In the first Tetsuo film, the characters were broad types sketched in by enthusiastic actors. This time around, the characters are given a little bit more in the way of human details and specifics. Taguchi's character is given a name, Tomoo Taniguchi, and a chic apartment in ultramodern Tokyo. He shares it with his wife, Kana, who is played by Nobu Kanaoka. Kanaoka had a cameo as a woman possessed by a piece of biomechanical scrap metal in the first movie. Tomoo and Kana have a young son, Minori, and to all appearances their lives are not the stuff that films are made of, seeing as they live in a comfortable home and even sleep together in an adorable cuddle every night. Tomoo's got a secure job, presumably in some cubicle warren in some skyscraper, and Kana is a devoted mother, preparing breakfast each morning, and encouraging her husband to exercise regularly. Their apartment is a modernist refuge from the biological and technological chaos of the living city. Tomoo makes his way to his office job, wearing a dorky little backpack like a student, on foot and by bullet train and during these trips he is portrayed as having some bizarre anxiety, some sense of being engulfed by the city and its crowds, and yet also passed by, maybe even superseded . . . Tsukamoto shoots Taguchi standing still and staring into the camera as the crowds, backs to the camera, rush by him on the subway platform at high speed. Taguchi, as Tomoo, seems to be standing still, and yet vibrating with repressed energy at the same time. He has a power he wants to unleash, but can't tap into it. He's been too rundown by the workaday grind, by easy living, and he can only sense in an oblique fashion the potential within him.

Tomoo, Kana, and Minori are at the shopping mall one day when they run into a pair of trenchcoated lunatics. One of them zaps Tomoo with some kind of injection gun, and then snatches Minori. Tomoo staggers around in shock and pain, while Kana zips off after the kidnappers. Tomoo finds his way to the mall rooftop where he has the shit knocked out of him by the kidnappers, one of whom sadistically dangles him over the side of the building, while the other one threatens to throw Minori from the roof. But the kidnappers back away at the last moment, leaving Tomoo hanging off the building's ledge like a hero in some old silent film. Kana rescues him at the last moment, pulling him to safety, and they see that Minori has been left behind.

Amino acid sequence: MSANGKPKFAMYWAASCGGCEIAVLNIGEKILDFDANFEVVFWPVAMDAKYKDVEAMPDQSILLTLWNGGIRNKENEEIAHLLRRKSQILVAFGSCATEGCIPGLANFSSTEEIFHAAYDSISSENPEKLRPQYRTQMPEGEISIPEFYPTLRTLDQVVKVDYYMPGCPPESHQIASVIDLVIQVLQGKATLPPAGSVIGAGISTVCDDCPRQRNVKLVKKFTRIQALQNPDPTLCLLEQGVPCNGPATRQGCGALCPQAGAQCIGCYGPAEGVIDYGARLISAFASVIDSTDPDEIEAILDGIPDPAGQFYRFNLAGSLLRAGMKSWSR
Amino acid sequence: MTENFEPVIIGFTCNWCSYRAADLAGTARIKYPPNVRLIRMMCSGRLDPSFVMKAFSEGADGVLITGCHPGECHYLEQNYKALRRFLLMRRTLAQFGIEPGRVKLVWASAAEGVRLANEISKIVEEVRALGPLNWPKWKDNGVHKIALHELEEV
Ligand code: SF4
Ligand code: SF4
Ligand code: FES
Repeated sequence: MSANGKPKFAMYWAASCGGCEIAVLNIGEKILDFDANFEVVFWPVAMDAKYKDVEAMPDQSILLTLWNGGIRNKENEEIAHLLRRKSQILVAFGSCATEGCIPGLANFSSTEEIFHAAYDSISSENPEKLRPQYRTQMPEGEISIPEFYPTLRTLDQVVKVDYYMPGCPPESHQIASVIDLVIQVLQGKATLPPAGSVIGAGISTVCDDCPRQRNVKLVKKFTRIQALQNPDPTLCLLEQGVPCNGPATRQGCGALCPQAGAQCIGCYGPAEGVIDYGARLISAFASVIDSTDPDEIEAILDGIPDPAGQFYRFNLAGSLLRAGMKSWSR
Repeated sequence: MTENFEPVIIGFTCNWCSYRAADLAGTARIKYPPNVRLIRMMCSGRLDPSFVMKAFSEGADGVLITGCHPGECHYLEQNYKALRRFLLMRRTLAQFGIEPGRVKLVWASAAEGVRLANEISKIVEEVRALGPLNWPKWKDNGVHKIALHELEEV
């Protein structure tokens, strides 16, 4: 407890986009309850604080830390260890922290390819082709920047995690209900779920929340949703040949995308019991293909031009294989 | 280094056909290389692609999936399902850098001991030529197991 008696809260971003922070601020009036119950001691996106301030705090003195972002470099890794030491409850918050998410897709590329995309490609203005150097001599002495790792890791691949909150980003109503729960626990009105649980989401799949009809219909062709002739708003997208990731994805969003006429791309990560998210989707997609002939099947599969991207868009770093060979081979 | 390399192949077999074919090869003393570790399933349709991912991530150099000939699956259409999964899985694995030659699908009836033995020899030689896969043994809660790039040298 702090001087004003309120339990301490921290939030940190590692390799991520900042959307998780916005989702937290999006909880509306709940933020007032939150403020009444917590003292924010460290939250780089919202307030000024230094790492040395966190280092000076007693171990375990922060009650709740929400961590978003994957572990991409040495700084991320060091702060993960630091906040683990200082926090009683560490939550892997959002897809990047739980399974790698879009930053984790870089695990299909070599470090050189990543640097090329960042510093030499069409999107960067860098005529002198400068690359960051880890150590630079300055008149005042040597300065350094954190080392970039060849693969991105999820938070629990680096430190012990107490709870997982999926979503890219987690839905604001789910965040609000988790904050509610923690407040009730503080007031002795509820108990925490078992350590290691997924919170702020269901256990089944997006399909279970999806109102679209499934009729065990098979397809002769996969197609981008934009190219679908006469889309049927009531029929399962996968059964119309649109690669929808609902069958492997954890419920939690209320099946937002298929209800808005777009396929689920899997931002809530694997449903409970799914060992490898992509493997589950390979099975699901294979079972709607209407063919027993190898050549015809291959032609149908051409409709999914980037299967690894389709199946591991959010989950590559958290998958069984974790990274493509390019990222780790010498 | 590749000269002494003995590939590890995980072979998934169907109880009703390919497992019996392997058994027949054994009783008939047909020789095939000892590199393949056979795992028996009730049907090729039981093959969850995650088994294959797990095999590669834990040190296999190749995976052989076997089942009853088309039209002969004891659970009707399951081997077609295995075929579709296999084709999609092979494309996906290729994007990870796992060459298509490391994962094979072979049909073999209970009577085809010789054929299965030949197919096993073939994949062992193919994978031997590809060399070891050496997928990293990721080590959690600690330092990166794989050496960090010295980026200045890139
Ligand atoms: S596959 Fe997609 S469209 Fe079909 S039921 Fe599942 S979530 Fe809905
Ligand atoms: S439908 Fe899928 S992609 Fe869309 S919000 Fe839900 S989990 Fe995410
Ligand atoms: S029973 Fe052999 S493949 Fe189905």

What the fuck was that all about? Were they really kidnappers? Maybe yakuza? Or were they were just particularly sick pranksters? Kana pressures Tomoo to start pumping iron at the gym, maybe to be able to better fend off the rising tide of punks and criminals infesting Tokyo these days. Tomoo can't lift the weights at first, but then he thinks of the leering faces of the thugs who assaulted him and his family, and he finds himself to be stronger than he thought. Next, he hits the workout bike, and his breath capacity and leg muscles have all been augmented by Tomoo's rich inner vein of rage, fear, and paranoia. Is Tomoo on a trajectory to become Tokyo's version of Paul Kersey?

Meanwhile, in the depths of an iron foundry, a small army of cultish skin heads lift gigantic weights crafted from discarded scrap metal and chunks of concrete. Fire and smoke and liquid metal pour from demonic apparatus, and the skinheads are seemingly trying to make their bodies over in the image of junk and machines. The kidnappers are revealed to be agents of this cult, and they hand their strange injection gun over to a portly mad scientist direct from central casting for maintenance. The leader of this cult, played by Shinya Tsukamoto, appears to be the shooter from the opening: a man with a scarred lip who luxuriates in a Jacuzzi filled with molten metal. The kidnappers describe Tomoo as a "mild specimen" and suggest that they have injected him with some kind of substance which will transform him. Tomoo is, perhaps, the subject of some sort of bizarre experiment.

The kidnappers strike again, stealing Minori from Kana and Tomoo's apartment. Tomoo gives chase, ending up on the apartment building's roof. He battles one of the kidnappers, who taunts him by telling him that he threw Minori off the roof. Tomoo goes berserk, and he mutates his right arm into a long, penile cannon straight out of the H.R. Giger calender. Tomoo blasts away . . . and ends up obliterating his own son, whom the kidnapper uses as a human shield. Kana witnesses this accidental homicide, and begins to see her hubby as some kind of monster.